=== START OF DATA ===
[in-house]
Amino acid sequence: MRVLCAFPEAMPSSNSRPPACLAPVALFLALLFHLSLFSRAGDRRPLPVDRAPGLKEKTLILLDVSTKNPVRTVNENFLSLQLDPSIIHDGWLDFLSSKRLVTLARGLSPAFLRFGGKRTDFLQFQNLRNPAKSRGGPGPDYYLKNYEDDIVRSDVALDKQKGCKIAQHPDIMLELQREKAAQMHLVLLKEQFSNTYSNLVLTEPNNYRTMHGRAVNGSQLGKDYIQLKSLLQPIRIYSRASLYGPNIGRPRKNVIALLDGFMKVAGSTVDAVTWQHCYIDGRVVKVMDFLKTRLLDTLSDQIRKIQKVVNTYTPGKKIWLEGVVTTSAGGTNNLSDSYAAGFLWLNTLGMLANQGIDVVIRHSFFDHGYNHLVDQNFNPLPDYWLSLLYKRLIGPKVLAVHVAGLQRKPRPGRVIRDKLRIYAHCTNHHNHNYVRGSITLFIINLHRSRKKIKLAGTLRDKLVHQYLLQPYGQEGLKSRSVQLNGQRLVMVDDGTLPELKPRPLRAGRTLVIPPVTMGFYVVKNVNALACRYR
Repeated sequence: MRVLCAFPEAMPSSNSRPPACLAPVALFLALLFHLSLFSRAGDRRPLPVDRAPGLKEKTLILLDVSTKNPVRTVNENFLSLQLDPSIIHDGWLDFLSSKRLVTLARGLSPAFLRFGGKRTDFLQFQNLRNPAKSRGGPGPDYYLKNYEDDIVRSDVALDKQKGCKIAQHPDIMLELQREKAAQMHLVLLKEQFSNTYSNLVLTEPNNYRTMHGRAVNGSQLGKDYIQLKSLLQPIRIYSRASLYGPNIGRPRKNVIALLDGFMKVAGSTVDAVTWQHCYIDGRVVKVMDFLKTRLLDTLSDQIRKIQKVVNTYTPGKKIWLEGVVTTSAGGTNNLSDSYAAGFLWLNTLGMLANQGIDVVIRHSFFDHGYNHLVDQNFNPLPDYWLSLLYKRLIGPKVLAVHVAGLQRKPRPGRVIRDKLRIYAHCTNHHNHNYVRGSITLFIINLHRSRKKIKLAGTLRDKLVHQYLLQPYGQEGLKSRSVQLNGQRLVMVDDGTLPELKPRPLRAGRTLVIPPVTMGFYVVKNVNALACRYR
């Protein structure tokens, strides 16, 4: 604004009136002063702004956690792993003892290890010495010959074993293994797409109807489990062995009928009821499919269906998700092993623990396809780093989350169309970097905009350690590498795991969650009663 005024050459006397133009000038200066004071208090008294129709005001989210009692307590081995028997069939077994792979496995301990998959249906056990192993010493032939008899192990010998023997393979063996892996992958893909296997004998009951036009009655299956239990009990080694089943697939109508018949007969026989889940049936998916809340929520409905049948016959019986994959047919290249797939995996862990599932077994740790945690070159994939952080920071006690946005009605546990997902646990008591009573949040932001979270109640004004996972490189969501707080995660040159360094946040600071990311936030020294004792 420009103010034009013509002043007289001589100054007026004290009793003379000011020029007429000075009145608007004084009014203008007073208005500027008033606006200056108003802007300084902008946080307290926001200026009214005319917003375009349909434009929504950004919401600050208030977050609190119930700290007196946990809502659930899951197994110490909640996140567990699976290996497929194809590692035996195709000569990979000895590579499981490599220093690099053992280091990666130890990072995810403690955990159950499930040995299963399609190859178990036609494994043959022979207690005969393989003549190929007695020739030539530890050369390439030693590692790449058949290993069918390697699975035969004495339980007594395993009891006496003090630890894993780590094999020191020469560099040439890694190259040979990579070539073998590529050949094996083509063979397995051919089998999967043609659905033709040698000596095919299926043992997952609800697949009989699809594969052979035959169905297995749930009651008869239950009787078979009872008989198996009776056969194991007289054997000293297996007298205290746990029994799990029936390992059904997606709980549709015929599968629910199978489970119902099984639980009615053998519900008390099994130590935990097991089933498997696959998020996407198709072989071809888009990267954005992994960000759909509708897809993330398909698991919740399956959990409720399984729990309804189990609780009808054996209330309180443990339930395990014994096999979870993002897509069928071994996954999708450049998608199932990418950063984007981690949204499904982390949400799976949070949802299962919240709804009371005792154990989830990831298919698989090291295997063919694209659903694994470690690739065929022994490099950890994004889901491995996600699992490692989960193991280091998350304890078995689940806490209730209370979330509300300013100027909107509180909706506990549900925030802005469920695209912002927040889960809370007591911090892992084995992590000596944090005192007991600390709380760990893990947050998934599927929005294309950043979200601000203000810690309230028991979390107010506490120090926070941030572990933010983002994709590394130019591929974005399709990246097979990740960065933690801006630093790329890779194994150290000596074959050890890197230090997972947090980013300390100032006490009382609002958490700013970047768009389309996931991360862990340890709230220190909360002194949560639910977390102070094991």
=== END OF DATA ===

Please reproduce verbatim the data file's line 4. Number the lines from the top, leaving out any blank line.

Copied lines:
């Protein structure tokens, strides 16, 4: 604004009136002063702004956690792993003892290890010495010959074993293994797409109807489990062995009928009821499919269906998700092993623990396809780093989350169309970097905009350690590498795991969650009663 005024050459006397133009000038200066004071208090008294129709005001989210009692307590081995028997069939077994792979496995301990998959249906056990192993010493032939008899192990010998023997393979063996892996992958893909296997004998009951036009009655299956239990009990080694089943697939109508018949007969026989889940049936998916809340929520409905049948016959019986994959047919290249797939995996862990599932077994740790945690070159994939952080920071006690946005009605546990997902646990008591009573949040932001979270109640004004996972490189969501707080995660040159360094946040600071990311936030020294004792 420009103010034009013509002043007289001589100054007026004290009793003379000011020029007429000075009145608007004084009014203008007073208005500027008033606006200056108003802007300084902008946080307290926001200026009214005319917003375009349909434009929504950004919401600050208030977050609190119930700290007196946990809502659930899951197994110490909640996140567990699976290996497929194809590692035996195709000569990979000895590579499981490599220093690099053992280091990666130890990072995810403690955990159950499930040995299963399609190859178990036609494994043959022979207690005969393989003549190929007695020739030539530890050369390439030693590692790449058949290993069918390697699975035969004495339980007594395993009891006496003090630890894993780590094999020191020469560099040439890694190259040979990579070539073998590529050949094996083509063979397995051919089998999967043609659905033709040698000596095919299926043992997952609800697949009989699809594969052979035959169905297995749930009651008869239950009787078979009872008989198996009776056969194991007289054997000293297996007298205290746990029994799990029936390992059904997606709980549709015929599968629910199978489970119902099984639980009615053998519900008390099994130590935990097991089933498997696959998020996407198709072989071809888009990267954005992994960000759909509708897809993330398909698991919740399956959990409720399984729990309804189990609780009808054996209330309180443990339930395990014994096999979870993002897509069928071994996954999708450049998608199932990418950063984007981690949204499904982390949400799976949070949802299962919240709804009371005792154990989830990831298919698989090291295997063919694209659903694994470690690739065929022994490099950890994004889901491995996600699992490692989960193991280091998350304890078995689940806490209730209370979330509300300013100027909107509180909706506990549900925030802005469920695209912002927040889960809370007591911090892992084995992590000596944090005192007991600390709380760990893990947050998934599927929005294309950043979200601000203000810690309230028991979390107010506490120090926070941030572990933010983002994709590394130019591929974005399709990246097979990740960065933690801006630093790329890779194994150290000596074959050890890197230090997972947090980013300390100032006490009382609002958490700013970047768009389309996931991360862990340890709230220190909360002194949560639910977390102070094991």